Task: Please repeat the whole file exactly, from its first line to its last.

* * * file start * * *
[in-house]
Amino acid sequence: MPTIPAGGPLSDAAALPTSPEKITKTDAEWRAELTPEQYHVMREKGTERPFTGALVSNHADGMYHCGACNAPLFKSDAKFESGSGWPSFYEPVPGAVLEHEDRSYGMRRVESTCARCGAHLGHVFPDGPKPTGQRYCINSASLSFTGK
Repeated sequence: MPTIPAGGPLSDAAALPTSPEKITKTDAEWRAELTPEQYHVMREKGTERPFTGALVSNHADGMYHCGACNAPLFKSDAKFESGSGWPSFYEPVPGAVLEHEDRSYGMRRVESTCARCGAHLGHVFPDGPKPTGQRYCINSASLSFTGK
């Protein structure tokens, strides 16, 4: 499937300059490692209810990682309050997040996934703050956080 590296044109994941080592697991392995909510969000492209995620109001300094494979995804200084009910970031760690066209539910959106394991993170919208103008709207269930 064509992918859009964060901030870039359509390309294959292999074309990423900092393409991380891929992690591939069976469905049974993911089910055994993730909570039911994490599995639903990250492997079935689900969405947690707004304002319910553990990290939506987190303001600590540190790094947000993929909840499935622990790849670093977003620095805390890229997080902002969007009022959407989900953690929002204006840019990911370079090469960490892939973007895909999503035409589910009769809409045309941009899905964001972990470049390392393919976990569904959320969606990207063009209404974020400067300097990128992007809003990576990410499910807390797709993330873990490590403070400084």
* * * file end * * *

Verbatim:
[in-house]
Amino acid sequence: MPTIPAGGPLSDAAALPTSPEKITKTDAEWRAELTPEQYHVMREKGTERPFTGALVSNHADGMYHCGACNAPLFKSDAKFESGSGWPSFYEPVPGAVLEHEDRSYGMRRVESTCARCGAHLGHVFPDGPKPTGQRYCINSASLSFTGK
Repeated sequence: MPTIPAGGPLSDAAALPTSPEKITKTDAEWRAELTPEQYHVMREKGTERPFTGALVSNHADGMYHCGACNAPLFKSDAKFESGSGWPSFYEPVPGAVLEHEDRSYGMRRVESTCARCGAHLGHVFPDGPKPTGQRYCINSASLSFTGK
């Protein structure tokens, strides 16, 4: 499937300059490692209810990682309050997040996934703050956080 590296044109994941080592697991392995909510969000492209995620109001300094494979995804200084009910970031760690066209539910959106394991993170919208103008709207269930 064509992918859009964060901030870039359509390309294959292999074309990423900092393409991380891929992690591939069976469905049974993911089910055994993730909570039911994490599995639903990250492997079935689900969405947690707004304002319910553990990290939506987190303001600590540190790094947000993929909840499935622990790849670093977003620095805390890229997080902002969007009022959407989900953690929002204006840019990911370079090469960490892939973007895909999503035409589910009769809409045309941009899905964001972990470049390392393919976990569904959320969606990207063009209404974020400067300097990128992007809003990576990410499910807390797709993330873990490590403070400084």